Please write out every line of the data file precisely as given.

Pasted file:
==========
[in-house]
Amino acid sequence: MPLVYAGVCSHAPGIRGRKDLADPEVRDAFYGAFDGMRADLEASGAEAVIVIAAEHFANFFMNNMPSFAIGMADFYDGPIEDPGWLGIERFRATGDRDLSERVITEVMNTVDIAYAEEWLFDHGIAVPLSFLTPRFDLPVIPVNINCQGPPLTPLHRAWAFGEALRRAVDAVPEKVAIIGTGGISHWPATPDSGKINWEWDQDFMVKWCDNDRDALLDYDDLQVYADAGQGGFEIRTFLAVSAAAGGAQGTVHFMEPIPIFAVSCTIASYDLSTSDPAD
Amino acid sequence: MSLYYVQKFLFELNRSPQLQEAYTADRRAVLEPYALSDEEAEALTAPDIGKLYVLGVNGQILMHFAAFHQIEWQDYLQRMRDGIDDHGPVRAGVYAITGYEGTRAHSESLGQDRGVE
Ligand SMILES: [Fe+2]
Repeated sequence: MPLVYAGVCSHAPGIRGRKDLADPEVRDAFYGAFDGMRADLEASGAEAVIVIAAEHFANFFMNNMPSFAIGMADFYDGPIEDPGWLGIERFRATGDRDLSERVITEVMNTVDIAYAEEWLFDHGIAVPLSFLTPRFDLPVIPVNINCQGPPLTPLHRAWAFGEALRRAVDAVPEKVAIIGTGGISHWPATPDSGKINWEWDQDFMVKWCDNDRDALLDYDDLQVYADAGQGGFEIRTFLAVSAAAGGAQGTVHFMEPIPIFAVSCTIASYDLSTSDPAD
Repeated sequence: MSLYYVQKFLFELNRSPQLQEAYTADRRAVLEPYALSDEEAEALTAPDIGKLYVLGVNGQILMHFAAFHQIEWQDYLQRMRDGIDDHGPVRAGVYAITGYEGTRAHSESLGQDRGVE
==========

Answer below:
[in-house]
Amino acid sequence: MPLVYAGVCSHAPGIRGRKDLADPEVRDAFYGAFDGMRADLEASGAEAVIVIAAEHFANFFMNNMPSFAIGMADFYDGPIEDPGWLGIERFRATGDRDLSERVITEVMNTVDIAYAEEWLFDHGIAVPLSFLTPRFDLPVIPVNINCQGPPLTPLHRAWAFGEALRRAVDAVPEKVAIIGTGGISHWPATPDSGKINWEWDQDFMVKWCDNDRDALLDYDDLQVYADAGQGGFEIRTFLAVSAAAGGAQGTVHFMEPIPIFAVSCTIASYDLSTSDPAD
Amino acid sequence: MSLYYVQKFLFELNRSPQLQEAYTADRRAVLEPYALSDEEAEALTAPDIGKLYVLGVNGQILMHFAAFHQIEWQDYLQRMRDGIDDHGPVRAGVYAITGYEGTRAHSESLGQDRGVE
Ligand SMILES: [Fe+2]
Repeated sequence: MPLVYAGVCSHAPGIRGRKDLADPEVRDAFYGAFDGMRADLEASGAEAVIVIAAEHFANFFMNNMPSFAIGMADFYDGPIEDPGWLGIERFRATGDRDLSERVITEVMNTVDIAYAEEWLFDHGIAVPLSFLTPRFDLPVIPVNINCQGPPLTPLHRAWAFGEALRRAVDAVPEKVAIIGTGGISHWPATPDSGKINWEWDQDFMVKWCDNDRDALLDYDDLQVYADAGQGGFEIRTFLAVSAAAGGAQGTVHFMEPIPIFAVSCTIASYDLSTSDPAD
Repeated sequence: MSLYYVQKFLFELNRSPQLQEAYTADRRAVLEPYALSDEEAEALTAPDIGKLYVLGVNGQILMHFAAFHQIEWQDYLQRMRDGIDDHGPVRAGVYAITGYEGTRAHSESLGQDRGVE